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Pittsburgh East Liberty Overview Part 1

I initially set out to write about the Motor Square Garden. I will write about it tomorrow, but first I am writing an overview of the East Liberty neighborhood to provide context. This context is needed to understand the neighborhood and some of the struggles in the city. The rebirth of East Liberty happening right now will be the center of rebirth for the entire area.

Pittsburgh's East Liberty Neighborhood has a varied history, having gone from a top tier place to a tough place and to a neighborhood starting to upswing today. Early in the neighborhood's history, as the name "Liberty" in traditional English represents, it was the outskirts of the city. In Philadelphia you hear of the Northern Liberties section in the same sense of the name. East Liberty was primarily used for grazing animals and farming. The area was a fertile area for growing. A familiar name to Pittsburghers is Alexander Negley. A street named in his honor runs from East Liberty and through the Bloomfield/Friendship and Shadyside neighborhoods. In 1816 Negley had the foresight to have the Pittsburgh-Greensburg Turnpike run through the area. This made East Liberty a huge trading center. Later on, lawyer Thomas Mellon would marry Negley's daughter and East Liberty would thrive. The place further boomed as a trading center when wealthy industrialists would settle in nearby Point Breeze and Shadyside and shop in East Liberty. Mellon money would pour into the neighborhood and his influence would bring the streetcar routes through the neighborhood.

East Liberty lies in the center of Point Breeze and Shadyside where the wealthy lived, Highland Park and Friendship where the professionals lived, and Bloomfield and Garfield that were primarily blue-collar neighborhoods. In the 1960s with big businesses moving to the suburbs, a plan was carried out to attempt to create more neighborhood automobile accessibility through creating a circle route named Penn Circle. The problem with creating this was that they needed to cut down a huge chunk of the existing buildings, creating a disjointed neighborhood in which pretty much all of the businesses ended up leaving.

Additionally, during the "Urban Renewal" phase of the 1960s, a period which was devastating to the Black community of Pittsburgh, many Black families were forced to move from their traditional neighborhoods, especially the Lower Hill District in Pittsburgh, that was located at the former home of the Civic Arena. This area was known as the best Black cultural center neighborhood between Harlem and Chicago. Jazz legends like Louis Armstrong, Duke Ellington and others frequented this thriving community. The area was bolstered by the Great Migration, creating a booming and eclectic community.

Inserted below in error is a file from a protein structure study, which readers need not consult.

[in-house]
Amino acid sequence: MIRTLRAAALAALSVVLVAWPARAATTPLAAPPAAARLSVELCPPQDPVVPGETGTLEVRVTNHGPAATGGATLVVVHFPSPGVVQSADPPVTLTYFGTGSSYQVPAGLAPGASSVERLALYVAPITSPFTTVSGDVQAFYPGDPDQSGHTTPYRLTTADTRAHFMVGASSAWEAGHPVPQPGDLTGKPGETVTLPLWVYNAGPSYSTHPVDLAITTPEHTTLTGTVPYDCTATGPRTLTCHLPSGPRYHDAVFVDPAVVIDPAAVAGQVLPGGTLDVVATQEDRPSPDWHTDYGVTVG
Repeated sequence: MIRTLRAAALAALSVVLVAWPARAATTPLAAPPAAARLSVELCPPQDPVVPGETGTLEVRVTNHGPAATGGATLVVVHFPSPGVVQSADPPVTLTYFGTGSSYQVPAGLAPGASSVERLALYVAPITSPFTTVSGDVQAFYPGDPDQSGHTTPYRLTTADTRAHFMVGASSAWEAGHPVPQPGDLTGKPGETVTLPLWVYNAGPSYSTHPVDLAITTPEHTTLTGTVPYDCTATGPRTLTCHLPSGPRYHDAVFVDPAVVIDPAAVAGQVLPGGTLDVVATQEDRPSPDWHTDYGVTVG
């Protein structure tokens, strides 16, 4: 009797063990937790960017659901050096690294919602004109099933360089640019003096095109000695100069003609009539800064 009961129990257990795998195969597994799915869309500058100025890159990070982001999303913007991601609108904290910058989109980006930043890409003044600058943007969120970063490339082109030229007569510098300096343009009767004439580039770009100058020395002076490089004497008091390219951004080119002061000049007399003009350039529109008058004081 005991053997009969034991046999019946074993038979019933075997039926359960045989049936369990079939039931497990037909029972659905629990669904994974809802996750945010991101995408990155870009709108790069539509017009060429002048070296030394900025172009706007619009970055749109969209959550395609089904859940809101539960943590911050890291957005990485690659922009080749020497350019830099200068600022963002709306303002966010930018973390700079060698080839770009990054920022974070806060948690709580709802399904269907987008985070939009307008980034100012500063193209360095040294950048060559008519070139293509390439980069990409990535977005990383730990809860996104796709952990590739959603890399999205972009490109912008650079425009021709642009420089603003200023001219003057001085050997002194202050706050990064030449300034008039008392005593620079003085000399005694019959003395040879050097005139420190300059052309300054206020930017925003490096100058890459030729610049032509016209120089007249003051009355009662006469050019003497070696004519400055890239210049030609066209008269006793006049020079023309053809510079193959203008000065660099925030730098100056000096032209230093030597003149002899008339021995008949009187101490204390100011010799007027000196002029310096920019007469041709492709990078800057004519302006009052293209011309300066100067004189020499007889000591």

The Lower Hill District Neighborhood was the home of the legendary George Benson, arguably the greatest living jazz musician. He played the Ukulele and Guitar on the street and was discovered. He started as a child prodigy in the 50s, playing different venues and he was eventually discovered as a great talent by the record companies. The areas he frequented, the areas that helped him become a legendary musician, are all gone. The primarily Black families who lived in the thriving Lower Hill were all evicted from their homes by eminent domain with two days notice, uprooting families into migrant status.
Pittsburgh Press August 16, 1958. "Exodus?" More like forced migration. What an awful chapter of history. 

The same situation occurred at both the Point in Pittsburgh and the failed Allegheny Center project in North Side. The thousands of Black families that were kicked out of their homes migrated to Homewood and this region became overcrowded. The next plan was to create tower housing projects in East Liberty. Anyone who is from a city or knows of the tower housing projects in the 1960s knows that these failed miserably. The same happened in East Liberty. The horror stories from folks that lived in these types of high rise housing projects are terrible. These problems led towards a further vacating of the neighborhood. 

The area is slowly recovering from all of these problems. The businesses are returning. A Target and Home Depot are located in the area with many other stores filling in from all borders. The future is looking bright. Lots of small and popular eateries are coming along with small businesses. Plans are in the works to create mixed income housing and the future looks bright for this neighborhood. The problems it has dealt with are devastating and I wish the best for the future. If they can once again help this area to boom it will benefit not only East Liberty, but all of the surrounding neighborhoods that could use a boost. In the 6 years that I have lived in Pittsburgh this neighborhood has steadily improved. If it continues at this clip, this fractured area should be fully booming once again as a great urban center. You can the spark with the reopening businesses, neighborhood improvement projects such as mural painting and the weekly farmers markets. This is turning into a vibrant neighborhood once again.

I wrote quite a bit more about East Liberty than I wanted to, but this context needed to be set to fully understand the neighborhood and the difficult odds the Black community in Pittsburgh has faced. It is never easy to talk about racial problems but I feel this is something that needs to be fully addressed to help fix the biggest problem that Pittsburgh faces. Tomorrow I will write about what I originally set out to write about, Motor Square Gardens in East Liberty. The rebirth of East Liberty at this point will prove beneficial for all folks that live in and around East Liberty in creating steady employment in an area that really needs it.

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